Kashmiri Property Dealers 'Fear The Future' As Land Laws Change

Riyaz Wani
·2-min read
Kashmiri girls walk past a paramilitary soldier in Srinagar on October 31, 2020. Most of the shops and business establishments remained closed during a shutdown called by separatist group against the new India's land laws.
Kashmiri girls walk past a paramilitary soldier in Srinagar on October 31, 2020. Most of the shops and business establishments remained closed during a shutdown called by separatist group against the new India's land laws.

SRINGAR, Jammu and Kashmir — A, 45, has been a property dealer in Srinagar for the past twenty years, making money from the commission he earns by facilitating the sale and purchase of residential plots in the city. A’s customers have always been other Kashmiris, and he isn’t quite sure whether to resist or accept the new land laws that allow all Indians to buy land inside Jammu and Kashmir.

When asked if he would sell land to people from outside Kashmir, A was silent for a long time, pointing out that this seemingly simple question was a hard one for him to answer.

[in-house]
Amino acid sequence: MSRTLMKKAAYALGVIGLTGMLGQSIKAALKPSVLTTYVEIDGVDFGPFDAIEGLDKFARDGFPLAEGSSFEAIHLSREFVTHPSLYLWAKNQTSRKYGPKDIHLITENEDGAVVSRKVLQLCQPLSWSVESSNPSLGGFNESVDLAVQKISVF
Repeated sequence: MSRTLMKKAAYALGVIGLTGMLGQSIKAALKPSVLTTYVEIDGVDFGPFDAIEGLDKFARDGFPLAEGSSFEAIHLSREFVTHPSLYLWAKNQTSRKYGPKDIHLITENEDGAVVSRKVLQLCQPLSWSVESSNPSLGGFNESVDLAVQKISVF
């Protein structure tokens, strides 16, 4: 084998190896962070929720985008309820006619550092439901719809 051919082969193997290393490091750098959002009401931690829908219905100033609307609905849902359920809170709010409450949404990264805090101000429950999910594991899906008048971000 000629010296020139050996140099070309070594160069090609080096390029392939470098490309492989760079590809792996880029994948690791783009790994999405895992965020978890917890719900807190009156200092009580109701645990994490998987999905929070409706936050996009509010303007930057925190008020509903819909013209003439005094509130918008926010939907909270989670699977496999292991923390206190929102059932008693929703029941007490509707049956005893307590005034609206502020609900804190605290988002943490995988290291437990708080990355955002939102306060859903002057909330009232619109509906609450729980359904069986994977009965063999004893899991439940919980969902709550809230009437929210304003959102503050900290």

A said that he was only a “small-time broker” who was caught between history, politics, and eking out a living amid a global pandemic. From his experiences in real estate, he had learnt that lucrative transactions trumped everything else.

“The politics over the land will only be an issue with society as a whole, but individuals will take decisions based on their interests,” said A. “An individual driven by his needs will sell his property to one paying him more. It won’t matter whether that buyer is a local or an outsider.”

“The conflict in Kashmir is decades old but it never impacted our trade,” he said. “But now the conflict has taken over our occupation. We fear the future.”

HuffPost India spoke with four Kashmiri property dealers, who expressed pain and pragmatism about the changes in the laws governing property and citizenship in Kashmir, which they said were too fundamental to be affected by individual choices and sentiment.

“It doesn’t matter whether I would want to sell or not. I am just an ordinary broker,” said B, a 38-year-old broker in Srinagar. “The law matters and the new law obliges us to sell land.”

“I have received enquiries from outsiders to buy land in Pahalgam but so far I have held back,” said C, a 38-year-old broker in Pahalgam, a hub of tourism. “But I don’t know how long I will be able to resist.”

“We are caught between...

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